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Beta Version of AIDE Enables Application Building On Android 48

Posted by Unknown Lamer
from the not-enough-cloud dept.
sl4shd0rk writes "Hackers can now build applications directly on their Android devices with the beta release of AIDE. The Android IDE is at beta version 7, and already allows editing and compiling of apps as well as integration with LogCat. AIDE is even compatible with projects started on Eclipse so you can move a project over and work on it. Finally, a reason to get yourself that Transformer keyboard dock?" sl4shd0rk also provided a screencast which is attached. InfoQ has a short interview with the developers. Mildly interesting is that it does the compilation on device instead of shipping the work off to some network service or other. The app is, like a lot of Android stuff, only free cost with no corresponding source code at the moment.

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Beta Version of AIDE Enables Application Building On Android

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  • by Oswald McWeany (2428506) on Wednesday March 14, 2012 @09:40AM (#39351665)

    I'd still rather work on a powerfull desktop with big dual monitors- a nice split keyboard and a mouse for that kind of thing.

    It's neat you can program on an android... but I'd still rather create on my PC. I'm sure it makes testing easier though to be right on the android device.

    Crazy thought... android on a desktop or laptop anyone?

    • by ozmanjusri (601766) <aussie_bob@nOsPAm.hotmail.com> on Wednesday March 14, 2012 @09:44AM (#39351719) Journal

      Crazy thought... android on a desktop or laptop anyone?

      Why crazy? It works fine.

      http://www.android-x86.org/ [android-x86.org]

    • by spacepimp (664856)

      I've been suspecting that the way Google is going, that the chrome browser will eventually have a full chrome based Android VM in the cloud or at least android apps in the cloud. log in once and your apps are there for those times your phone isn't.

    • I'm sure it makes testing easier though to be right on the android device.

      And may even help you write more bugs that you'll find in testing!

    • by oakgrove (845019) on Wednesday March 14, 2012 @10:05AM (#39351939)
      I've had this installed on my tablet and phone for a couple of weeks now and its actually pretty amazing. I was in Chili's a couple of nights ago and was waiting on my girlfriend to show up when inspiration struck. I have a project that I've been working on that was sitting in my Drop box so I just pulled my GNex out and went to work. In about 10 minutes, I had made the changes to my source code, compiled the app and tested it right there at the table. It was practically surreal. A real Android app edited and installed right on my phone. Will I start using my phone as my dev station from now on? Of course not but damned if AIDE didn't come through in a big way the other night.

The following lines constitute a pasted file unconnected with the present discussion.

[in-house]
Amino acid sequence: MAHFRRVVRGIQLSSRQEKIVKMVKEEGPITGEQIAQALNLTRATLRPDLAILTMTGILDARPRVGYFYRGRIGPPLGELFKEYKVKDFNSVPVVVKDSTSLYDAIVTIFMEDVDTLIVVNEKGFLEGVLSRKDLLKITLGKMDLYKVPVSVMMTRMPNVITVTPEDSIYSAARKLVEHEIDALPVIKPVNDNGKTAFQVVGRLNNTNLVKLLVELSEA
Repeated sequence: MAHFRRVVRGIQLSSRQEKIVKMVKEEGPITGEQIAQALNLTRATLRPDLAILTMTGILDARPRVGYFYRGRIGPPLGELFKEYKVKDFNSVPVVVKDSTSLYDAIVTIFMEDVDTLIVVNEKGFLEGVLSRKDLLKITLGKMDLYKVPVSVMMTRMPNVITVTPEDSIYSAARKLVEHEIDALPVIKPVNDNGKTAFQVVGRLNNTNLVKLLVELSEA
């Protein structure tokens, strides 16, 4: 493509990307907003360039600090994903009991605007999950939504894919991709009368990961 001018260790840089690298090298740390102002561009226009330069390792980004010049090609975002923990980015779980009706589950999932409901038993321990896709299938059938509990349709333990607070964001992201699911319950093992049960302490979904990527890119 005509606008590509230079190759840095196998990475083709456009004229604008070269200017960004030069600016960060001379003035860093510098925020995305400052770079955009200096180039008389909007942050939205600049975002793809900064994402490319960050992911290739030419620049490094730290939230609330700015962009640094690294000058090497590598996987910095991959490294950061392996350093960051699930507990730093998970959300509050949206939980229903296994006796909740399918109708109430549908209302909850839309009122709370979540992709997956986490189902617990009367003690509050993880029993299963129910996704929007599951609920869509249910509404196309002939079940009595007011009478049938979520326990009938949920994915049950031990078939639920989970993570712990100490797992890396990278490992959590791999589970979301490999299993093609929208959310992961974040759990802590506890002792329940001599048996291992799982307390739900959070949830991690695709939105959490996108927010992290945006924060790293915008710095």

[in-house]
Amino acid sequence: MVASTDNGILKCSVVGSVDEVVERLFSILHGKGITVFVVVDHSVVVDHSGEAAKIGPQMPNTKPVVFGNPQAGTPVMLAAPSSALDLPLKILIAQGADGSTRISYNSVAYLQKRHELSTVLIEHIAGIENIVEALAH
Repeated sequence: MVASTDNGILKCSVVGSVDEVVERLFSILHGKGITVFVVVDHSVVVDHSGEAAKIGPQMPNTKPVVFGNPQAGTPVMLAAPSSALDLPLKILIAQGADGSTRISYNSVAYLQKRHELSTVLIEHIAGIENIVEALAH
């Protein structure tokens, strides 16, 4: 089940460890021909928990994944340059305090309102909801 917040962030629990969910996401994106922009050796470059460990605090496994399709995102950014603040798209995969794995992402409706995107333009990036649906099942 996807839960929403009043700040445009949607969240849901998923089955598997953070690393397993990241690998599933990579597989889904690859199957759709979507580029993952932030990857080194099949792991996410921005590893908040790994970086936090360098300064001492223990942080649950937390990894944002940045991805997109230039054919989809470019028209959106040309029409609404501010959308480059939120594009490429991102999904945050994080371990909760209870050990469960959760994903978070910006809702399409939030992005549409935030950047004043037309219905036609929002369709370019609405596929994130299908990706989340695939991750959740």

• by Anonymous Coward on Wednesday March 14, 2012 @10:10AM (#39351987)
        The mention of the girlfriend casts your whole story into doubt. Nice try. You might as well have gone for the gold and said "I was in a hot tub with Charlie Sheen and the Lakers cheerleaders the other night..."
      • by sootman (158191)

        > I was in Chili's a couple of nights ago and was waiting on my
        > girlfriend to show up when inspiration struck... In about 10
        > minutes, I had made the changes to my source code, compiled
        > the app and tested it right there at the table.

        What did you do for the remaining 80 minutes it took her to show up? ;-)

    • by vlm (69642)

      I'd still rather work on a powerfull desktop with big dual monitors- a nice split keyboard and a mouse for that kind of thing.

      HDMI out on a smartphone seems almost a standard feature now, if you believe the ads. I suppose you'll want two HDMI output plugs now...

      My old bluetooth keyboard must be pushing a decade. My sister in law's mac I believe only uses bluetooth keyboard and mice.

  • Andtastic! (Score:2, Funny)

    by Anonymous Coward

    Finally you too can have AIDES!

  • ....is like using sign language to compose a novel.

    Perhaps possible, but not exactly efficient.

    • Re: (Score:3, Informative)

      by oakgrove (845019)
      For people that can't hear, sign language is pretty nice. For those times when inspiration hits and you are nowhere nearyour laptop, this is great news. Not to mention the fact that not all Android devices are constrained to touch only input and AIDE features comprehensive keyboard shortcuts for Transformer style devices.
      • For most people around here when inspiration hits and they don't have a laptop handy- they just whip out their keys and start carving on the wall:

        "For a good time call 803 123 456......."

    • by Nadaka (224565)